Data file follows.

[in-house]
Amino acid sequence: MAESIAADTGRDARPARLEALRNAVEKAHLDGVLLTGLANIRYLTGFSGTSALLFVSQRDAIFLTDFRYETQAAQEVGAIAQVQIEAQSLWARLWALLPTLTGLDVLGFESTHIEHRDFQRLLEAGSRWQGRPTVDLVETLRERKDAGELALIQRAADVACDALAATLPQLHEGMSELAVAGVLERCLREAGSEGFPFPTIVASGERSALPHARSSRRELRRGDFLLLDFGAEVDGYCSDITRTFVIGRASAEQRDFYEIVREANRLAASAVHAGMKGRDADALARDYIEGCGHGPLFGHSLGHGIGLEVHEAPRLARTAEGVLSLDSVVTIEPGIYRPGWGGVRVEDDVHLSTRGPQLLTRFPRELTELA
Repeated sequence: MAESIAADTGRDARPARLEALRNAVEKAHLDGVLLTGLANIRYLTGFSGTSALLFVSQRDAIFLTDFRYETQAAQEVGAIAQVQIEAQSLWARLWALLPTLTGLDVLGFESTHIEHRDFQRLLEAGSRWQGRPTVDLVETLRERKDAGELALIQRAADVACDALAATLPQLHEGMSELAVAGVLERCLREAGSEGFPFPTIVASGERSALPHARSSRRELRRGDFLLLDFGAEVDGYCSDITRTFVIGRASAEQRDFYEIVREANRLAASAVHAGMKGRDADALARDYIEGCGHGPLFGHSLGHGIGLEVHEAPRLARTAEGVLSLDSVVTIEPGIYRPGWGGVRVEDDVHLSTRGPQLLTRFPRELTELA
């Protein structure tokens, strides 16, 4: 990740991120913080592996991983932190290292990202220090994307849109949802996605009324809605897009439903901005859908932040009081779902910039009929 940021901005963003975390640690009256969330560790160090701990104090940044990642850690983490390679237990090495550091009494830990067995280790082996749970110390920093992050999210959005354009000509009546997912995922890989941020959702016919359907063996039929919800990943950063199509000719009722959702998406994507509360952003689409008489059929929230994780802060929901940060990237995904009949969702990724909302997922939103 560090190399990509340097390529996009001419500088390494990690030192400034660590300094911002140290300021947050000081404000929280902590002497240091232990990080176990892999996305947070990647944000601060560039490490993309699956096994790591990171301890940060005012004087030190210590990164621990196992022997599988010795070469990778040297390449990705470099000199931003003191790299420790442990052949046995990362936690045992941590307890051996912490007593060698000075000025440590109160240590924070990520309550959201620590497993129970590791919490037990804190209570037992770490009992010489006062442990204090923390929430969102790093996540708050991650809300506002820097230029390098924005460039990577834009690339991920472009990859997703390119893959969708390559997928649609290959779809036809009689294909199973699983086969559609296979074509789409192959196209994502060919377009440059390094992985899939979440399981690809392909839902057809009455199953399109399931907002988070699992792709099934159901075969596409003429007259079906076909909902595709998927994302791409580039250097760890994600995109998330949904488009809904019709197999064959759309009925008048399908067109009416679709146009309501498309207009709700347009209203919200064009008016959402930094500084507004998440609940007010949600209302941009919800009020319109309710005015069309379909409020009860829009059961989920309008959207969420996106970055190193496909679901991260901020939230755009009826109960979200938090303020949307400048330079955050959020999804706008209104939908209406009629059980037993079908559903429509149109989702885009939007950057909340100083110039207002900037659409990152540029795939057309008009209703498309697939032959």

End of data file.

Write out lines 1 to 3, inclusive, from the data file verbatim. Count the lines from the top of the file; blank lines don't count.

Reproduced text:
[in-house]
Amino acid sequence: MAESIAADTGRDARPARLEALRNAVEKAHLDGVLLTGLANIRYLTGFSGTSALLFVSQRDAIFLTDFRYETQAAQEVGAIAQVQIEAQSLWARLWALLPTLTGLDVLGFESTHIEHRDFQRLLEAGSRWQGRPTVDLVETLRERKDAGELALIQRAADVACDALAATLPQLHEGMSELAVAGVLERCLREAGSEGFPFPTIVASGERSALPHARSSRRELRRGDFLLLDFGAEVDGYCSDITRTFVIGRASAEQRDFYEIVREANRLAASAVHAGMKGRDADALARDYIEGCGHGPLFGHSLGHGIGLEVHEAPRLARTAEGVLSLDSVVTIEPGIYRPGWGGVRVEDDVHLSTRGPQLLTRFPRELTELA
Repeated sequence: MAESIAADTGRDARPARLEALRNAVEKAHLDGVLLTGLANIRYLTGFSGTSALLFVSQRDAIFLTDFRYETQAAQEVGAIAQVQIEAQSLWARLWALLPTLTGLDVLGFESTHIEHRDFQRLLEAGSRWQGRPTVDLVETLRERKDAGELALIQRAADVACDALAATLPQLHEGMSELAVAGVLERCLREAGSEGFPFPTIVASGERSALPHARSSRRELRRGDFLLLDFGAEVDGYCSDITRTFVIGRASAEQRDFYEIVREANRLAASAVHAGMKGRDADALARDYIEGCGHGPLFGHSLGHGIGLEVHEAPRLARTAEGVLSLDSVVTIEPGIYRPGWGGVRVEDDVHLSTRGPQLLTRFPRELTELA